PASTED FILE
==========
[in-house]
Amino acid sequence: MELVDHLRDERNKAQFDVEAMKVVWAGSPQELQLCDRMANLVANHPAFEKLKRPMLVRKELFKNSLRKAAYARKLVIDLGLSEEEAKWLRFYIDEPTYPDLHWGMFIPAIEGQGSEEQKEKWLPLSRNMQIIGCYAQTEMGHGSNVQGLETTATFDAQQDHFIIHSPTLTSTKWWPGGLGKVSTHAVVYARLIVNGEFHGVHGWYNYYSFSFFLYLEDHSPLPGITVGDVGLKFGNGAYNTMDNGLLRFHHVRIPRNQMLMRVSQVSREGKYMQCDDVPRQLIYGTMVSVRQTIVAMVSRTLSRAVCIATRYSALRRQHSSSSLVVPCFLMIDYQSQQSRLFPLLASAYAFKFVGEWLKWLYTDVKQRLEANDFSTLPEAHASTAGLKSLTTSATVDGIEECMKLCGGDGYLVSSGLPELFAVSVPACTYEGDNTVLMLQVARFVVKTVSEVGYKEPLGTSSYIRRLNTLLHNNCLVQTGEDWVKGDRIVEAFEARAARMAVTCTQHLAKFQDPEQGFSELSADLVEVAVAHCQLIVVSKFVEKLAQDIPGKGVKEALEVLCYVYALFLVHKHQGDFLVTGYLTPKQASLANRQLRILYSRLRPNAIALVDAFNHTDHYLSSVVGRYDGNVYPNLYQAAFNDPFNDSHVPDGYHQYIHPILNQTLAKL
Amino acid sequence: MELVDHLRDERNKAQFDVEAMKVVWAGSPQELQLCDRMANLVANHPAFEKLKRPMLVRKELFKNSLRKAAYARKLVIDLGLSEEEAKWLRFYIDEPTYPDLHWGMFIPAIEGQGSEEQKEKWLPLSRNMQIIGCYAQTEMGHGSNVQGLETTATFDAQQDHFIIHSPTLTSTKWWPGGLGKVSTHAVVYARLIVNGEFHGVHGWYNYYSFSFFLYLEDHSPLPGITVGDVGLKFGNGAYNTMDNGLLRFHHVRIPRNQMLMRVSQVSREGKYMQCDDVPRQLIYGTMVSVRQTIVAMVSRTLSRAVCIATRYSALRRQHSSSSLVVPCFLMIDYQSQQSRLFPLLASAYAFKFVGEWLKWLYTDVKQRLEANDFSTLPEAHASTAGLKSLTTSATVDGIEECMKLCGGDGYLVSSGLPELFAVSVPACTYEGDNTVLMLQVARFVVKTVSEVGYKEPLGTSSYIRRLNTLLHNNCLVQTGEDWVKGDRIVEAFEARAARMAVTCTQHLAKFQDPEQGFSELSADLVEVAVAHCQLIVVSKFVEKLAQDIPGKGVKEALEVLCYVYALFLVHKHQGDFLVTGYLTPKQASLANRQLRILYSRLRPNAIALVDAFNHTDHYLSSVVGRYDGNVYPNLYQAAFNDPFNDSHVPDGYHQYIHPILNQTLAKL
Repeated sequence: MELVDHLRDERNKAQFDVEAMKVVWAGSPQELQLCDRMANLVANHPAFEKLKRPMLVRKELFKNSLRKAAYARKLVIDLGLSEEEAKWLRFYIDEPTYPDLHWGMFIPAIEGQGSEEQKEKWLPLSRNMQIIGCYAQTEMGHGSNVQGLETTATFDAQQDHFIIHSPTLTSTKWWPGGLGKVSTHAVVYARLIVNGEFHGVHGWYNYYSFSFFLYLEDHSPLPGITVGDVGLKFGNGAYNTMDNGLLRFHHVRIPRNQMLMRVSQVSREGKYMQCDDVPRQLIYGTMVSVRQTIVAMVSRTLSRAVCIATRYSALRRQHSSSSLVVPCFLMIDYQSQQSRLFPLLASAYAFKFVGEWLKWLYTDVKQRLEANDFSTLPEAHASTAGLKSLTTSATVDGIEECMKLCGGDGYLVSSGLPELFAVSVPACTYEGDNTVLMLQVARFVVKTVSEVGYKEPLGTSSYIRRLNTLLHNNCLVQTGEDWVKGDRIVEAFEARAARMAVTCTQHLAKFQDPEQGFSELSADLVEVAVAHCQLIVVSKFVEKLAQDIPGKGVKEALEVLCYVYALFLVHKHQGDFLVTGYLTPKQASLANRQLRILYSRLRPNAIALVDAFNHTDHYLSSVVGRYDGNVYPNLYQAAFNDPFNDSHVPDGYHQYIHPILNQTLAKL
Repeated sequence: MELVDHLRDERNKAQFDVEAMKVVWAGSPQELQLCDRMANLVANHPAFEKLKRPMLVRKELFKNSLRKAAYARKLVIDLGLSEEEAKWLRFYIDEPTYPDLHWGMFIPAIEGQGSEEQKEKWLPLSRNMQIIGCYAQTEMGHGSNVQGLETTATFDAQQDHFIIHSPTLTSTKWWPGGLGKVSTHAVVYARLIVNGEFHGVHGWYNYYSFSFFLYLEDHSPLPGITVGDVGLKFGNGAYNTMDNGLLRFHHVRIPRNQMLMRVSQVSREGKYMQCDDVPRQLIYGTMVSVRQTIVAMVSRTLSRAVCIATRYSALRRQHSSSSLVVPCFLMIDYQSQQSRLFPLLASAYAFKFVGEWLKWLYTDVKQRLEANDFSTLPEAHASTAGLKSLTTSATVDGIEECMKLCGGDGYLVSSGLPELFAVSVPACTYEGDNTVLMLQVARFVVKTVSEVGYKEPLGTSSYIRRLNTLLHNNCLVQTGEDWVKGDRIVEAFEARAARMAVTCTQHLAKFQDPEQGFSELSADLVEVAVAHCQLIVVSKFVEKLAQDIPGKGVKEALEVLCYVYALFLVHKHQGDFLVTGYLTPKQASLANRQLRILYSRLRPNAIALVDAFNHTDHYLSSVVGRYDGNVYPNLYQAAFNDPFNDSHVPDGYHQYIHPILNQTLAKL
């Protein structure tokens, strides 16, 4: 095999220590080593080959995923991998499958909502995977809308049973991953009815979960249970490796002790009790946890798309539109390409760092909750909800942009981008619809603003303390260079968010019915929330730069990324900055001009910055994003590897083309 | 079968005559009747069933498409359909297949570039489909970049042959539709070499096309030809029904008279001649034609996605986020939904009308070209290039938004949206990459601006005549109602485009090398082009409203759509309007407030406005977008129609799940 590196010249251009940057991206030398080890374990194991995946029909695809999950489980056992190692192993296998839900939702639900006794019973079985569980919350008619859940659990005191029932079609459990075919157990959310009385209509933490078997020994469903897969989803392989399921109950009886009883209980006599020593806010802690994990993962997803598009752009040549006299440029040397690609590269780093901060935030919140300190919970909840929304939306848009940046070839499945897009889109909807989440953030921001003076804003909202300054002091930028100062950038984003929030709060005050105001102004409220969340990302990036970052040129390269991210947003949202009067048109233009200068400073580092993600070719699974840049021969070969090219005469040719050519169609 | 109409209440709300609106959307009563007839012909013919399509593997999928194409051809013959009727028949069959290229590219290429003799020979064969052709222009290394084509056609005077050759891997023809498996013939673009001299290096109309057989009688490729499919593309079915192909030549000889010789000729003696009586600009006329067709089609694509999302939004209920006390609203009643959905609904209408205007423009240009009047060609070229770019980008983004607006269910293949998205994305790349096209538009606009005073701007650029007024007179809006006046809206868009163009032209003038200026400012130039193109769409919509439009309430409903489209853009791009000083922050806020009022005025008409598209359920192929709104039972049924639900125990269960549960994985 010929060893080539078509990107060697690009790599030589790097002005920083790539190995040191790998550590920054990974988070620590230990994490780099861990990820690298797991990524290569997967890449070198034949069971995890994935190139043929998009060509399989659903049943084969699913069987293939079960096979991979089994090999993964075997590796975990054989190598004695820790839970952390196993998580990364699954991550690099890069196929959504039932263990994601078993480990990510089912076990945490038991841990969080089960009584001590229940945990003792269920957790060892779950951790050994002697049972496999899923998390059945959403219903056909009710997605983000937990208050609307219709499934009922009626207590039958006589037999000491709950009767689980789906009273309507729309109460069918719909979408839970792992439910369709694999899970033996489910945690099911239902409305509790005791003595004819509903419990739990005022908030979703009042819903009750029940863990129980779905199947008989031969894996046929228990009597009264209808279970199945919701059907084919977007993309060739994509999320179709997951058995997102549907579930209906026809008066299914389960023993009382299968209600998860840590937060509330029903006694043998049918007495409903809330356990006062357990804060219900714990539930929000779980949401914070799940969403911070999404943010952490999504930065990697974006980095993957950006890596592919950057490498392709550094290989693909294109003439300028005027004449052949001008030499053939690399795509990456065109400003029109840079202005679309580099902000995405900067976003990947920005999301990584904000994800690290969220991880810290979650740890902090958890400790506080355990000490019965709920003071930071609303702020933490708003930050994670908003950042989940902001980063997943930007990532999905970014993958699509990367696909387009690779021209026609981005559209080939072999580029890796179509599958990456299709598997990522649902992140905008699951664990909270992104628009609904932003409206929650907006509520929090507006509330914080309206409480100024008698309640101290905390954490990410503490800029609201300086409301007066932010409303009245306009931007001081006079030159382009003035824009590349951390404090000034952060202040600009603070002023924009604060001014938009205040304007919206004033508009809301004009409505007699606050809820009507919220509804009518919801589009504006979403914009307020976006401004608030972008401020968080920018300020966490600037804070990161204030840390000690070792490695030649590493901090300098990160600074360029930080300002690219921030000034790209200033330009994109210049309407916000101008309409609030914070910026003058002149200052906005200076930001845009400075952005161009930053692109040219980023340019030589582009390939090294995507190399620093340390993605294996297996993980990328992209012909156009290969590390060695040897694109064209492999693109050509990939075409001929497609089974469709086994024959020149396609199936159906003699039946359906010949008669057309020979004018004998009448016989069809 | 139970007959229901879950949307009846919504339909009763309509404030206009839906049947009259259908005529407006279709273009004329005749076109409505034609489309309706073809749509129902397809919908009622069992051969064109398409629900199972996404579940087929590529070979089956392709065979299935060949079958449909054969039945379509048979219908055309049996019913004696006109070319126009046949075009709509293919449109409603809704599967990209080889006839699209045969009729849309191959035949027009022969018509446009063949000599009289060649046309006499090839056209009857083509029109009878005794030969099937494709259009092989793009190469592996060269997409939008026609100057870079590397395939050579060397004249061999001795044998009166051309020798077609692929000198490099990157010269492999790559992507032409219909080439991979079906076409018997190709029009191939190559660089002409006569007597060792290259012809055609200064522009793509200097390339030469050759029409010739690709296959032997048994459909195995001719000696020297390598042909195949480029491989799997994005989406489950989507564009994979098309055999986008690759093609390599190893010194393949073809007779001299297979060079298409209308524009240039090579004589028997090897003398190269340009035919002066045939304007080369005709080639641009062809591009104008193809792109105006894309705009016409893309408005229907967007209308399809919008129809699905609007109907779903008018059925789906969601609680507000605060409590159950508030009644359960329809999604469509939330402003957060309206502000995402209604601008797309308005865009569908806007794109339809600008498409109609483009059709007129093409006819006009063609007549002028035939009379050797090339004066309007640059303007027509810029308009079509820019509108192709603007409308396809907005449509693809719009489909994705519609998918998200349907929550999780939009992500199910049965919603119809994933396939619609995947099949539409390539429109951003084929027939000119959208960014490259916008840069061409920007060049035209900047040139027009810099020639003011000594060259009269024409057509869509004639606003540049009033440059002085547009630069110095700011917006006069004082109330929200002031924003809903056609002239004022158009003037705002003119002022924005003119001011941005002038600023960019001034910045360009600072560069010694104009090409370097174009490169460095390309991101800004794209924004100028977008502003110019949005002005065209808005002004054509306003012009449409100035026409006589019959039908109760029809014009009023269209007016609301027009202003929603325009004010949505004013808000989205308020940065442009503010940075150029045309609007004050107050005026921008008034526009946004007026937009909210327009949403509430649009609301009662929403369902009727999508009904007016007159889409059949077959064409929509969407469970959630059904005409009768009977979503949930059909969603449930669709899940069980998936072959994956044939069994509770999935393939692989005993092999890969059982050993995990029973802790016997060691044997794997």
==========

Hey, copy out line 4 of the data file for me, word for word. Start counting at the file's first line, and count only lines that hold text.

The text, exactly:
Repeated sequence: MELVDHLRDERNKAQFDVEAMKVVWAGSPQELQLCDRMANLVANHPAFEKLKRPMLVRKELFKNSLRKAAYARKLVIDLGLSEEEAKWLRFYIDEPTYPDLHWGMFIPAIEGQGSEEQKEKWLPLSRNMQIIGCYAQTEMGHGSNVQGLETTATFDAQQDHFIIHSPTLTSTKWWPGGLGKVSTHAVVYARLIVNGEFHGVHGWYNYYSFSFFLYLEDHSPLPGITVGDVGLKFGNGAYNTMDNGLLRFHHVRIPRNQMLMRVSQVSREGKYMQCDDVPRQLIYGTMVSVRQTIVAMVSRTLSRAVCIATRYSALRRQHSSSSLVVPCFLMIDYQSQQSRLFPLLASAYAFKFVGEWLKWLYTDVKQRLEANDFSTLPEAHASTAGLKSLTTSATVDGIEECMKLCGGDGYLVSSGLPELFAVSVPACTYEGDNTVLMLQVARFVVKTVSEVGYKEPLGTSSYIRRLNTLLHNNCLVQTGEDWVKGDRIVEAFEARAARMAVTCTQHLAKFQDPEQGFSELSADLVEVAVAHCQLIVVSKFVEKLAQDIPGKGVKEALEVLCYVYALFLVHKHQGDFLVTGYLTPKQASLANRQLRILYSRLRPNAIALVDAFNHTDHYLSSVVGRYDGNVYPNLYQAAFNDPFNDSHVPDGYHQYIHPILNQTLAKL